Tuesday Quickread: Why neo-Nazis love classical music

The long and short of it: we’re not trying hard enough to make it too diverse for them to like it.

Zack Ferriday trawled through the brackish, putrid swamp of a white nationalist message board, and found an unsurprising number of classical music fans. It’s pretty clear why they like it: all the composers we hold up as “great” are white men, and in a way, it provides a sonic safe space for people who believe the only people we should be celebrating ever are white men.

 

Most diversity initiatives happen on such a local and small scale that those ideas don’t reach the larger landscape of classical music. Then, of course, there’s the affirmative action fallacy: someone asks why there isn’t more music performed by non-white people, and the reply is that music isn’t chosen based on race or gender, it’s chosen based on how good it is and how it fits the ensemble—implying that a) the asker’s thinking is flawed because they seem to think music should be included just based on the composer’s race, and b) none of the music they listened to that wasn’t by white men was “good” enough to merit inclusion.

“It shouldn’t take the Chineke Orchestra to bring Joseph Boulogne, Chevalier de Saint-Georges to London, or its cellist and 2016 BBC Young Musician of the Year, 18-year-old Sheku Kanneh-Mason to donate money to his former school to ensure accessibility to classical music for all. We’re all too well aware of classical music’s checkered past when it comes to nationalism, so why is it that even now, 18 years into the 21st century, the likes of Karajan continue to be unambiguously celebrated as greats, as the “emperor of legato,” whatever that means, while racial bias is counteracted on a small-scale basis, somewhat distant from the money and opportunity of the classical music mainstream.” – “White Noise”

 

Advertisements

Adorno for pop critics

“Adorno had none of the faith that later pop culture theorists have had in the ability of consumers to subvert culture industry brainwashing and find liberating, creative use for Justin Timberlake or episodes of Grey’s Anatomy. That we mistake playing with the culture industry’s toys for a kind of real freedom shows only how impotent and short-sighted we’ve become. As far as Adorno is concerned, popular music is never about active engagement but always about relaxation, of lulling to sleep the individual’s critical awareness, of wallowing in passivity. (Is dancing a passive response to rhythmic music? Yes, in Adorno’s mind. It’s mimicking the martial movement of troops massed and marching past the dictator’s parade stand.)

Critics try to invent standards that will insulate themselves from the consequences of music commercialization, from the reality of exchange value, which levels off all other forms of value and slowly but surely introjects itself into the populace so that top-sales lists are popularly held to be synonymous with best lists. “If one seeks to find out who ‘likes’ a commercial piece, one cannot avoid the suspicion that liking and disliking are inappropriate to the situation, even if the person questioned clothes his reactions in those words.”  I can pretend to subjective opinions based on criteria of my own devising, but my own ability to hear has already been too compromised to make these criteria anything but postures of resistance to the market, or collaboration with it—I can either condemn sell-outs (or laud bands for “authenticity”) or hype bands and build their PR image; that is what is left to the music reviewer. Adorno has this cutting comment for my delusion: As a pop-music critic, I am like “The couple out driving who spends their time identifying every passing car and being happy if they recognize the trademarks speeding by, the girl whose satisfaction consists solely in the fact that she and her boyfriend ‘look good,’ the jazz enthusiast who legitimizes himself by having knowledge about what is in any case inescapable.” As for the masses? “Where they react at all, it no longer makes any difference whether it is to Beethoven’s Seventh Symphony or a bikini.”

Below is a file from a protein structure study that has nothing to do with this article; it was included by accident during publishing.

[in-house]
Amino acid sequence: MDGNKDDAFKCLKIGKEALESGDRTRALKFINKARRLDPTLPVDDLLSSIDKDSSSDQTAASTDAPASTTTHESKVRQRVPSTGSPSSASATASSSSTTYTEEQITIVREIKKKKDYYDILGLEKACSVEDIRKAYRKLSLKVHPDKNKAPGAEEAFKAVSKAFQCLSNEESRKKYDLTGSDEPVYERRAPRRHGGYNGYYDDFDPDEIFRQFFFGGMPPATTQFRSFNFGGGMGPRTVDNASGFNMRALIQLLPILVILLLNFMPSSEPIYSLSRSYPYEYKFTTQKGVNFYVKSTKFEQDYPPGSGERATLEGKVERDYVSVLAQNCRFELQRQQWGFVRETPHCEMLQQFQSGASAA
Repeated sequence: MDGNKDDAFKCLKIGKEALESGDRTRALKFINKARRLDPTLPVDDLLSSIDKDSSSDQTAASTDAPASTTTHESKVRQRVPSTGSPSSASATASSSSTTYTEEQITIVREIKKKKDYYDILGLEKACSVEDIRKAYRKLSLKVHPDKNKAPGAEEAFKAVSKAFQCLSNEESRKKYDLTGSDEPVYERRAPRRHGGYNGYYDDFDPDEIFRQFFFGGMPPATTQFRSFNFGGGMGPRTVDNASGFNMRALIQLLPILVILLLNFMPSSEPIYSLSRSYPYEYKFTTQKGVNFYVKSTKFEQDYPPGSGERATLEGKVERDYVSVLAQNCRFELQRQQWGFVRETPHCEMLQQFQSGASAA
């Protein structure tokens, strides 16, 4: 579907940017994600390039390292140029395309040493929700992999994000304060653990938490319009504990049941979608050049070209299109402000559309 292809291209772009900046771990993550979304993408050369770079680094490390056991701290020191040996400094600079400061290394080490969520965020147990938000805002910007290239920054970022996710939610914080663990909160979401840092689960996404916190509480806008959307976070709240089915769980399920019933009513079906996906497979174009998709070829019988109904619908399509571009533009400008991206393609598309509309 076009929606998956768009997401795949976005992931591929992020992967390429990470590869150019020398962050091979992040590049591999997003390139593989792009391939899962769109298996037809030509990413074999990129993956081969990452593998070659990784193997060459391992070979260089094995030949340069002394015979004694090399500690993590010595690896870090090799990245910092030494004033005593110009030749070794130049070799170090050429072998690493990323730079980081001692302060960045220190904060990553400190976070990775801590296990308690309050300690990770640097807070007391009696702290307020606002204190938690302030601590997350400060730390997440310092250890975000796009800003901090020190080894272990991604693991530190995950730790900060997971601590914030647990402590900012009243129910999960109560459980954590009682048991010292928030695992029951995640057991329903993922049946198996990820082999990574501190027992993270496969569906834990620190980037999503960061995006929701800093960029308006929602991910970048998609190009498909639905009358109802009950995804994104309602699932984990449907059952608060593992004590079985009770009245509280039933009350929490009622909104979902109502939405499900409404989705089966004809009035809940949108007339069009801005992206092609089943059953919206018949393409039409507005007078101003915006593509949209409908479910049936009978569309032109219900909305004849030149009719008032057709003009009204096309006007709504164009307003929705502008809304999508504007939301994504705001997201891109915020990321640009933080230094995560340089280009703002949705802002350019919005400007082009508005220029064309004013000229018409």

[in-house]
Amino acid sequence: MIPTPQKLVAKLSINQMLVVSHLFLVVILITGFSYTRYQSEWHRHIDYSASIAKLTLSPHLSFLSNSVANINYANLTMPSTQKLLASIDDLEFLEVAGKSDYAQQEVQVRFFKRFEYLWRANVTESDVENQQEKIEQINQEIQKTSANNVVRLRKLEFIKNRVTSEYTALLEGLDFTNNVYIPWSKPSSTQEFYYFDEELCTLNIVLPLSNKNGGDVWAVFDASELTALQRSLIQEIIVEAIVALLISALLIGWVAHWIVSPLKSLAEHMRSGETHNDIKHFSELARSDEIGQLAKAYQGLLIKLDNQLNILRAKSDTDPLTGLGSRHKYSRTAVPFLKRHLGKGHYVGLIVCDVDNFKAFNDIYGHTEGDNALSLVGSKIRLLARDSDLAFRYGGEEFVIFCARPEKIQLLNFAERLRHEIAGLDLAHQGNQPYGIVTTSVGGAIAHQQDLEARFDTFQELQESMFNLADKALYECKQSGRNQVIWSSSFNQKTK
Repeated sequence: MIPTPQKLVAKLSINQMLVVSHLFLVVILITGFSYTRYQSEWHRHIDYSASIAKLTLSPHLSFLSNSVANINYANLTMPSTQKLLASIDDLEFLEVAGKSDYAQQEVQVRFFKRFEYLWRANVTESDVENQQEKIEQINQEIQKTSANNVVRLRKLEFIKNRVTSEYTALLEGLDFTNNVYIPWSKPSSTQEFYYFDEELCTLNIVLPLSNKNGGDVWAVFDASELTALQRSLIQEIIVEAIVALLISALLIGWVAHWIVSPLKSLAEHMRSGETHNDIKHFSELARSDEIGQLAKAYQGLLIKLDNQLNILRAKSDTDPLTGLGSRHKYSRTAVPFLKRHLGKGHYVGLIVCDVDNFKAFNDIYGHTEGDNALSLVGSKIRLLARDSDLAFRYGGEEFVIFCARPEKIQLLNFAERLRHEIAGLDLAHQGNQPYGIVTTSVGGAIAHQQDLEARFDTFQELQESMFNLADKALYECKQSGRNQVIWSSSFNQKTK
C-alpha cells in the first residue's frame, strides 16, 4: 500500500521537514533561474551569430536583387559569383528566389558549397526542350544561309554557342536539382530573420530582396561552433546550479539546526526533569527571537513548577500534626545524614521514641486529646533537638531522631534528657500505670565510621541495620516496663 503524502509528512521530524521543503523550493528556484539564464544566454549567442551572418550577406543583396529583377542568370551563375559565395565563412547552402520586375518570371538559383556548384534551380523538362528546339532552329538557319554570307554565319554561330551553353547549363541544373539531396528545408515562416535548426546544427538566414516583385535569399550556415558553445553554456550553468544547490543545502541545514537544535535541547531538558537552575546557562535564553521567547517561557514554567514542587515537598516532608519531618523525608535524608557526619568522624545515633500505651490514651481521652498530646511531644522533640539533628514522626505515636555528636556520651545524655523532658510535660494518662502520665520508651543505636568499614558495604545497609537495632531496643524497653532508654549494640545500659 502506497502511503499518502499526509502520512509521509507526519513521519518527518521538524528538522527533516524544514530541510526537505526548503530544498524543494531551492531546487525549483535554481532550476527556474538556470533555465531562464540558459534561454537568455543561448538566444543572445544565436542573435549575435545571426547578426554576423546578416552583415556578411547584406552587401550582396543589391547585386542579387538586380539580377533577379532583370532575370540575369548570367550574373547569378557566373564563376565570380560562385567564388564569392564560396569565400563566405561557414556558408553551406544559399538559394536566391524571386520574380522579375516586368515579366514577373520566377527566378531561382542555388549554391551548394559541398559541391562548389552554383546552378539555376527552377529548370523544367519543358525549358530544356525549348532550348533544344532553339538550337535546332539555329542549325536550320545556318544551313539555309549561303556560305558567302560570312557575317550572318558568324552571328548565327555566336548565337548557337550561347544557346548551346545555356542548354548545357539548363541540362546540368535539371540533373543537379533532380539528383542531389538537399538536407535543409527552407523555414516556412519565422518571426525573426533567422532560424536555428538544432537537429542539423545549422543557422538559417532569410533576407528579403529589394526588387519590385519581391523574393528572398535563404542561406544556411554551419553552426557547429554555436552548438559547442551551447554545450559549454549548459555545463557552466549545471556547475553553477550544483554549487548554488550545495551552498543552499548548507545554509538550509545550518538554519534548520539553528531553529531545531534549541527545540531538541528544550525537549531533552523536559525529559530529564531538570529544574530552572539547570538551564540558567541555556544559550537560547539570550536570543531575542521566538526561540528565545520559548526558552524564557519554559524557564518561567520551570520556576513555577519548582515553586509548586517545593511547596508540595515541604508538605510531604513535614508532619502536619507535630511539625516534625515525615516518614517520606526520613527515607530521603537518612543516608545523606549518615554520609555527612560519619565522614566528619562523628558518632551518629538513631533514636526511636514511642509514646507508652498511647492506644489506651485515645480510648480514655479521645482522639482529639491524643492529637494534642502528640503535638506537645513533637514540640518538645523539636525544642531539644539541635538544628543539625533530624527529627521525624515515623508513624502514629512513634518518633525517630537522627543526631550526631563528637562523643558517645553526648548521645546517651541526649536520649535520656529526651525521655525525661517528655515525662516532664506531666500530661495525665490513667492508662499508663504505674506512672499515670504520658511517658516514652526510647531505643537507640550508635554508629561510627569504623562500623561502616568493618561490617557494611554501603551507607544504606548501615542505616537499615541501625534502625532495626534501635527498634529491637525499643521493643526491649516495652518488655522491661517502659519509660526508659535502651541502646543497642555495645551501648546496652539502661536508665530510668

— Rob Horning, PopMatters, “Adorno for pop critics”

In America, the aristocratic taste for the ‘simplicity’ of rural living has been democratized into a sentimental passion for all things ‘country.’ But true country isn’t just an idealized antithesis of the city or the suburbs – a place for wooden beams in the kitchen and Adirondack chairs on the lawn and the sounds of crickets in the night, a place where weekenders can wear Wellingtons in the dew. True country is a place entirely of its own, heterogeneous, recalcitrant, unruly, often defiantly unpicturesque, and it’s here to be found in the Berkshires. It’s what escapes imagining on the drive from Manhattan, and it’s what you forget to remember on the drive back. The Berkshires is the kind of place that opens itself to your imagination: You can see only the “country” if you wish, the post and beam barns, the fieldstone fireplaces, the long white fences lined with lilacs. But the trick in these mountains is to open your imagination to the Berkshires. At nearly every crossroad hereabouts, you notice the sound of pneumatic wrenches burring like giant cicadas. Quarries lie hidden behind screens of sumac, and more people in this county have driven a Caterpillar than a Mercedes. Beside an elegant “country" estate, you find an overgrown cabin where in winter the rib cage of a deer hangs from a tree for the birds. You can find the surname of the people who live in that cabin in half the graveyards in Berkshire County and on a nearby pond and half a dozen roads. They were here when Hawthorne visited. Their great-grandmother was born in the kitchen of the house you’re restoring, and they know your woods better than you ever will.

And if that makes you uneasy, well, welcome to the country.